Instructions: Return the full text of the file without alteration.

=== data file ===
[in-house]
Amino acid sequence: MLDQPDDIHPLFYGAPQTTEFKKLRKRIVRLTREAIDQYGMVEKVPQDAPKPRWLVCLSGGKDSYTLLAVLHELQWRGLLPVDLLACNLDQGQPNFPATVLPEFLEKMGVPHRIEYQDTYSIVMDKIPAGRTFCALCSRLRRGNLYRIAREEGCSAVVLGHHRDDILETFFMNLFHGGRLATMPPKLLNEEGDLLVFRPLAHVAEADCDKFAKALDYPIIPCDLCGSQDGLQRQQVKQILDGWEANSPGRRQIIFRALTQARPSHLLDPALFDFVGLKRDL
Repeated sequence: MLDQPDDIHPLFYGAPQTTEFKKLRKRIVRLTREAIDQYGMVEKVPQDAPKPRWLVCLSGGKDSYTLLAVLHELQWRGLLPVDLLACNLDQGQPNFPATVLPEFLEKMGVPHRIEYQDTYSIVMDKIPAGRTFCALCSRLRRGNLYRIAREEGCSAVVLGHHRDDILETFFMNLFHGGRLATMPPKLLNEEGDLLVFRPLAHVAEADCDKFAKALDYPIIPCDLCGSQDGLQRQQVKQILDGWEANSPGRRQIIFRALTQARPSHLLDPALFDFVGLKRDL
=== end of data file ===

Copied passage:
[in-house]
Amino acid sequence: MLDQPDDIHPLFYGAPQTTEFKKLRKRIVRLTREAIDQYGMVEKVPQDAPKPRWLVCLSGGKDSYTLLAVLHELQWRGLLPVDLLACNLDQGQPNFPATVLPEFLEKMGVPHRIEYQDTYSIVMDKIPAGRTFCALCSRLRRGNLYRIAREEGCSAVVLGHHRDDILETFFMNLFHGGRLATMPPKLLNEEGDLLVFRPLAHVAEADCDKFAKALDYPIIPCDLCGSQDGLQRQQVKQILDGWEANSPGRRQIIFRALTQARPSHLLDPALFDFVGLKRDL
Repeated sequence: MLDQPDDIHPLFYGAPQTTEFKKLRKRIVRLTREAIDQYGMVEKVPQDAPKPRWLVCLSGGKDSYTLLAVLHELQWRGLLPVDLLACNLDQGQPNFPATVLPEFLEKMGVPHRIEYQDTYSIVMDKIPAGRTFCALCSRLRRGNLYRIAREEGCSAVVLGHHRDDILETFFMNLFHGGRLATMPPKLLNEEGDLLVFRPLAHVAEADCDKFAKALDYPIIPCDLCGSQDGLQRQQVKQILDGWEANSPGRRQIIFRALTQARPSHLLDPALFDFVGLKRDL